Or  Reefer Madness (1938), Logan’s Run (1976) and Showgirls (1995) ?

“Ten Movies So Bad They’re Good”

The lists in this book just might surprise you: “Better Than the Book”,  “Movies Guaranteed To Make you Cry,”  “Flops That Actually Aren’t Half Bad” and my two favorites “Bettter Than The Book!” and “Favorite Late-Night Spooky Films.”   This book is definitely worth getting in the queue for.

 

 

 

 

 

Safety Not Guaranteed

by Brian Visser on November 26th, 2012
Safety Not Guaranteed Cover Image

I’m going to be honest with you, I was initially drawn to “Safety Not Guaranteed” due to the involvement of the lovely Aubrey Plaza (from my favorite show, Parks & Rec).  I was rewarded with an off-beat, heartfelt indie that won me over despite its misfire of an ending.

The movie follows Darius (Plaza), an intern at a Seattle magazine, who is disinterested and disconnected with her life.  Darius and two other co-workers see a potential story in an odd classified ad from someone who claims to have traveled through time and is looking for a partner to embark on another trip.  They discover that the ad was placed by an intense, but likable, supermarket clerk named Kenneth (played by Mark Duplass).

Darius finds a kindred spirit in Kenneth and soon befriends him.  She’s unsure of his claims, just as the audience is, but you just can’t help but be disarmed by how earnest he is.  Like I said earlier, I wasn’t a fan of the ending (and a quick check on Rotten Tomatoes tells me that it was divisive), but the overall charm of the movie makes it worth watching.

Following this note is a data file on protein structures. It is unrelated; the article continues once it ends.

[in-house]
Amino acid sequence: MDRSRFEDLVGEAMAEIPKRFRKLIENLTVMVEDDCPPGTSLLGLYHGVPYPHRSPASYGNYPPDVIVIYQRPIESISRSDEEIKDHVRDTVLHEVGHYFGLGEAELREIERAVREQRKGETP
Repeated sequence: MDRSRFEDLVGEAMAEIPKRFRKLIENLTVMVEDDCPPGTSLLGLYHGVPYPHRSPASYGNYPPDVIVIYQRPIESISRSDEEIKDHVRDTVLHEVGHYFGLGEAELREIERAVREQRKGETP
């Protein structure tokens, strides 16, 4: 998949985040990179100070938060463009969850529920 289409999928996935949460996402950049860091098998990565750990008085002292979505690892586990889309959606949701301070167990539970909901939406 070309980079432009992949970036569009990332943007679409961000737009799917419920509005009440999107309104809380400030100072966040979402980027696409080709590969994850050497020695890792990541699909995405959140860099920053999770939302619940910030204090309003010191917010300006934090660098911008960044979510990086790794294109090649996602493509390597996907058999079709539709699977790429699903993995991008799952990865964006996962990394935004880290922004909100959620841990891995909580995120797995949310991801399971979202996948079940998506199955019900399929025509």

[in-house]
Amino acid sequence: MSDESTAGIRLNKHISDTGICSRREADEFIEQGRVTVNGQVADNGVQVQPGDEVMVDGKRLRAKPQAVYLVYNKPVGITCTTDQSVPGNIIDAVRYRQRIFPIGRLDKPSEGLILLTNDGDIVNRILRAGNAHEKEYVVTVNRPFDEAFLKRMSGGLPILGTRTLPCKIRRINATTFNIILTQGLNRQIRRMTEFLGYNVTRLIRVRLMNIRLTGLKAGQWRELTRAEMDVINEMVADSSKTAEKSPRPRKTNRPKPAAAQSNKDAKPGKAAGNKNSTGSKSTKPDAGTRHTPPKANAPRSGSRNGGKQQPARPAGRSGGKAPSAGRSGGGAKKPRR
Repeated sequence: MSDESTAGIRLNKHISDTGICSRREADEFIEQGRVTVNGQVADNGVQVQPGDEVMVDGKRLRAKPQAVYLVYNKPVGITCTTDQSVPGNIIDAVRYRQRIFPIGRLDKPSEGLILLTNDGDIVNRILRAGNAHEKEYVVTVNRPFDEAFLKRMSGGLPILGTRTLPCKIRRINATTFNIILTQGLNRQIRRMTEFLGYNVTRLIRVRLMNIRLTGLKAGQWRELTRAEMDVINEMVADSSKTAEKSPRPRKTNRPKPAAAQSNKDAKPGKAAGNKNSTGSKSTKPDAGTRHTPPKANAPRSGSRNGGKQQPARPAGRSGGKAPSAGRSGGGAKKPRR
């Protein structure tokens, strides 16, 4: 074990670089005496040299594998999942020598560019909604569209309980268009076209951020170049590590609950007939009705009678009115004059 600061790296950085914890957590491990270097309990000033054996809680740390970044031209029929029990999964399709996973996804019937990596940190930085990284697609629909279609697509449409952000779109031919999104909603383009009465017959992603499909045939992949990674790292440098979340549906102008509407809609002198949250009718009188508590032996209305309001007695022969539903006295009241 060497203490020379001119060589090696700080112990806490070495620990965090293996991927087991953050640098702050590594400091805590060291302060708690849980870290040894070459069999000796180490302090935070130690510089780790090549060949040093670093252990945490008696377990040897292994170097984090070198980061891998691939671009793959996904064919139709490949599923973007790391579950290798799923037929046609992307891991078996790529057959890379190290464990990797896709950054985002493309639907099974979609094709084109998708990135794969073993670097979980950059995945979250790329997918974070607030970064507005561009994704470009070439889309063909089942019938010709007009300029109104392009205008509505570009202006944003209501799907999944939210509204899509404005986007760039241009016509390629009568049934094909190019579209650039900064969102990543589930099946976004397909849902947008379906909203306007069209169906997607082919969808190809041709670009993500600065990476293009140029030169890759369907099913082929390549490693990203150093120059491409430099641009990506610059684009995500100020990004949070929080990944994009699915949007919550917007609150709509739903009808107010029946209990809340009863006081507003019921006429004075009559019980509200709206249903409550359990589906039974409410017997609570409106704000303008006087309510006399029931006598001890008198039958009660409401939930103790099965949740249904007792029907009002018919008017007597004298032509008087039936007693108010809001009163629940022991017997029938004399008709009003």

My Name is Bond, James Bond

by Maeve Clark on October 4th, 2012
My Name is Bond, James Bond Cover Image

October 5th marks the 50th anniversary of the first James Bond film, Dr. No.   Take a trip through the Bond filmography at ICPL. We have 20 of the  Bond films, from the earliest, Dr. No, to the most recent, Quantum of Solace.  The newest Bond film, Skyfall, starring Daniel Craig debuts in theaters on November 9.  Ian Fleming’s novels and short stories served as the inspiration for Bond and you can borrow all of them from the library.  Other authors have penned 007 works from Kingsley Amis , (writing  under the pseudonym of Robert Markham)  to Jeffery Deaver.